[delay] in gen giving a TOTALLY DIFFERENT signal than [delay~]!?!?

    Jan 28 2014 | 10:09 am
    It's impossible for me to get the same signal out of [delay] in gen and [delay~] in msp. (using signal as delay time)
    See patch.
    I tried different interpolations in gen (using @interp … as argument of [delay]), as well as adding a one sample delay, but there is absolutely no way i can get the same signal from [delay] in gen and [delay~].
    I'd really like to know what is going on!

    • Jan 28 2014 | 9:09 pm
      there are a few problems, such as adding dc offset to cycle~ and then some other weirdness, so i don't really understand your patch.
      however, i would say the main problem is you are comparing apples and oranges, as they say.
      [delay~] in MSP has almost nothing in common with [delay] in gen~. cycling74 seem to like calling different things similar names.
      [delay] in gen~ is a like for like replacement of a [tapin~] / [tapout~] pair, with some über extra features of course.
      i wouldn't ever use [delay~] for delays.
      i made a gen~ patch to demonstrate the basics. hope it helps.
    • Jan 29 2014 | 11:22 am
      Hi stkr,
      Well i really don't see how i could make this patch simpler, ok you can replace the cycle~ with the dc offset by a simple [phasor~ 0.4] if you want, this a just a source signal to vary the delay time from 0 to something...
      The only weirdness in my patch is this [+~1.] before the delay amount to gen, you can put it away but then the difference between gen and [delay~], in the scope~, gets wider in that case. This is because the [delay~] is delaying one sample more than the value you give to it, while delay in gen is delaying the right amount of samples, and only 0. sample become 1. sample. (This is effectively a bit weird and it would be nice if this would be documented)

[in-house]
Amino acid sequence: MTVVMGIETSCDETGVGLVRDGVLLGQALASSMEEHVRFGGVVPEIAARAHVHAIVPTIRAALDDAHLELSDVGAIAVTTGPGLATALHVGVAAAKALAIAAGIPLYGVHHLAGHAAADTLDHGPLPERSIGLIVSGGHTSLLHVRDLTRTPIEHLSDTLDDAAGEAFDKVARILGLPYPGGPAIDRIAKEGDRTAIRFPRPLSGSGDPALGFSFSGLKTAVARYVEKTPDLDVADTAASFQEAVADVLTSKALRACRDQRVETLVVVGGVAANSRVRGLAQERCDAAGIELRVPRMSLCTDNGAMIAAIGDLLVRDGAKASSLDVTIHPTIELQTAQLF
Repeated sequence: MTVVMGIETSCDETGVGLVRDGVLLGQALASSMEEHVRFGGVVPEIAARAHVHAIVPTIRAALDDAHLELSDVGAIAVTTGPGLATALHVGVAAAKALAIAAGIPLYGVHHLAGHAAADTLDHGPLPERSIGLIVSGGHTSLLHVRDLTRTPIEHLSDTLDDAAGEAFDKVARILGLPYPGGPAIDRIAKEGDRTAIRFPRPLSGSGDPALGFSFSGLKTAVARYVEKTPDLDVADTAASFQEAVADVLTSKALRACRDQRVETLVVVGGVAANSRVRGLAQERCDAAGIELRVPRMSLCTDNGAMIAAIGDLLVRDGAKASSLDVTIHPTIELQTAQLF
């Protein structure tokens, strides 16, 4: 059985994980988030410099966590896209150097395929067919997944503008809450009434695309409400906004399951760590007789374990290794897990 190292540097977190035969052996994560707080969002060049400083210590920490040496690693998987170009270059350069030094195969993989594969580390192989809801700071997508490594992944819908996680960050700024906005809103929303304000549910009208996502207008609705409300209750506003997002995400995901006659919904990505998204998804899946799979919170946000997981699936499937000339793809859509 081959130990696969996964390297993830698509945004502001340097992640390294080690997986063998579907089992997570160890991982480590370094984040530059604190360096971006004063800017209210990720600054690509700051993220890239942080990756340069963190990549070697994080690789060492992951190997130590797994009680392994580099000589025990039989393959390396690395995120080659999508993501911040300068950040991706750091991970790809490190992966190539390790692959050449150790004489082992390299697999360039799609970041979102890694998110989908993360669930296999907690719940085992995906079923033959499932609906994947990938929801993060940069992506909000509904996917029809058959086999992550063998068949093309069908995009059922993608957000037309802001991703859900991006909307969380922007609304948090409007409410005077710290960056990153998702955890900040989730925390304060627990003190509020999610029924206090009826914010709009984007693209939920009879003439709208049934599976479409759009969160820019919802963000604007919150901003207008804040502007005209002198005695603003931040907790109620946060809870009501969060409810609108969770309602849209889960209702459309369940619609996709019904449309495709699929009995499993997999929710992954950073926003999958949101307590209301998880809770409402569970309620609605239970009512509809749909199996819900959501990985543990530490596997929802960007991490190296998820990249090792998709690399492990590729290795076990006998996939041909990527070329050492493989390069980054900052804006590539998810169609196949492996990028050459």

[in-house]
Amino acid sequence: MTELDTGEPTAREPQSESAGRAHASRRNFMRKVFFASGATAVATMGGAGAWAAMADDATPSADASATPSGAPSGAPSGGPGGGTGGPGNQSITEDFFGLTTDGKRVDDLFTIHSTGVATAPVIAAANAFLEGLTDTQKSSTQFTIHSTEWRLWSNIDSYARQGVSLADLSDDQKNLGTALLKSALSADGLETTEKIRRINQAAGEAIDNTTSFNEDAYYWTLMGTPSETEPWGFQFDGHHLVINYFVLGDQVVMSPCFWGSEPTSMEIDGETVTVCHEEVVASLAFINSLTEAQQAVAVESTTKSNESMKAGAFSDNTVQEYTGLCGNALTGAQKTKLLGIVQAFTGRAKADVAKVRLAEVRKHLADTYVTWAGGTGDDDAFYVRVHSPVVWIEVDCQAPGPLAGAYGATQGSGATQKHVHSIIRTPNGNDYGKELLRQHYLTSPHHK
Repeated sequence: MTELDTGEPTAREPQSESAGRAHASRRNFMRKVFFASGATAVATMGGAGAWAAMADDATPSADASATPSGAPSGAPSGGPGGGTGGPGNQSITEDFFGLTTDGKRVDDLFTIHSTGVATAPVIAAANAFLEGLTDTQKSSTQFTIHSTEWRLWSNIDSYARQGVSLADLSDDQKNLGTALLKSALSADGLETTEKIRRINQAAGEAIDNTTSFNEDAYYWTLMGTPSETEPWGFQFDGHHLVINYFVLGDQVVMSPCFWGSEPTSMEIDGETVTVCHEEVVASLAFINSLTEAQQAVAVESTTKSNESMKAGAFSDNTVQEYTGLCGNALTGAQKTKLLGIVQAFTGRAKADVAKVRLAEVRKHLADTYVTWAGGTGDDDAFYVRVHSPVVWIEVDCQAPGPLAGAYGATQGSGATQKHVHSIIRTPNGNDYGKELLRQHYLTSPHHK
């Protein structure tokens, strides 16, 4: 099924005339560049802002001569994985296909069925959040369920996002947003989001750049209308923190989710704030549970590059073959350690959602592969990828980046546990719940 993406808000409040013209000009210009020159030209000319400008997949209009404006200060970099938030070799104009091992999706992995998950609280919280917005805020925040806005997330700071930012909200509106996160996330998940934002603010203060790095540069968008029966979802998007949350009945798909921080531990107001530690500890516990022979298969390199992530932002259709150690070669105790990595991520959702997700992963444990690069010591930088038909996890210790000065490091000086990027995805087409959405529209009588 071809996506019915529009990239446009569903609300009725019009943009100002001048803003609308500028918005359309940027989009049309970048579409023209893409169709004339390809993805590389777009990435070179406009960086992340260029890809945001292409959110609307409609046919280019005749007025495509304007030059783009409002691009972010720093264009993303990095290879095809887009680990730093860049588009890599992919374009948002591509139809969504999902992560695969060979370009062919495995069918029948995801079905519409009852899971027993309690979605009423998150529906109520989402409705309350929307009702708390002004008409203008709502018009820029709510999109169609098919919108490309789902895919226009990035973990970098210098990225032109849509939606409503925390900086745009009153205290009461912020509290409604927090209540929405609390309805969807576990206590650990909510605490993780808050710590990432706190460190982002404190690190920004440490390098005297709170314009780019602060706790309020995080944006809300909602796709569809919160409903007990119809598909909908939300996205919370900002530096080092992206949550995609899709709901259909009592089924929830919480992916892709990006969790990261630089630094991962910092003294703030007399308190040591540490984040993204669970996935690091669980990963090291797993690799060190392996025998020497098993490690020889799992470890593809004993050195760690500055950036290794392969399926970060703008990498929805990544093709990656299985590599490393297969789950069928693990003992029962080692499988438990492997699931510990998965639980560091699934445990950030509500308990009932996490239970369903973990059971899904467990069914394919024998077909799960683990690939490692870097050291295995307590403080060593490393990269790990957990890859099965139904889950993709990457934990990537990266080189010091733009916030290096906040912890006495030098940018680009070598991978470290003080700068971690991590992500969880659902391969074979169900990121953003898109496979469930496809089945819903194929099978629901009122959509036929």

So, for int value of the delay time, gen and [delay~], give exactly the same result, the problem is that i cannot get the same result when using float signal values for the delay time.
      The interpolation must be different, and i would love to know where the interpolation is wrong... in [delay] in gen or in [delay~]?
      And it would be nice if cycling correct that so we can have at the same interpolation working on both... so we can transfer patches from msp to gen without stress. :-)
      The reason to use delay~ instead of tapout~ is because i'm doing a formant shifting algorithm using delay times that are constantly moving down to zero: tapout~ cannot delay less than a vector size.
      The max help is clear about what those delay object are doing:
      [delay~] in msp: delay a signal by a certain amount of time specified in samples.
      [delay] in gen: delay a signal by a certain amount of time specified in samples.
      …so i don't get what you mean by apples and oranges.
    • Feb 04 2014 | 12:28 pm
    • Feb 04 2014 | 3:37 pm
      What is really annoying is that, in my 'FastMonoPitchFormantShift' that i'm translating to gen, i get between 0.5 and 4 ms of latency more in gen than in msp depending on the shifting frequency!! But everything seems to be exactly the same... I feel there might be another place where gen and msp are doing different processes, but with this gen's delay and delay~ behaving differently, it's impossible to figure out where...
      It would be really nice guys at cycling, first tell us what is different in the processes in gen's delay and delay~, and second, implement a corresponding interpolation in gen's delay in a next incremental max version...
    • Feb 12 2014 | 6:45 am
      I don't know what was going on in your original patch but I'm getting the same output from each with this test:
    • Feb 12 2014 | 10:57 am
      @stringtapper gen delay and msp delay~ behave the same way for a delay time >= 1 sample (and no custom interpolation set gen side). The only difference happens for a delay time = 0, gen version keeps delaying of one sample while msp version is not delaying at all. It seems that gen delay operator has an inherent one sample delay even if zero sample is set, weird isn't it ?
      That's not much of a problem for most of the applications, but could be indeed for some precise msp to gen transcoding cases
    • Feb 12 2014 | 11:26 am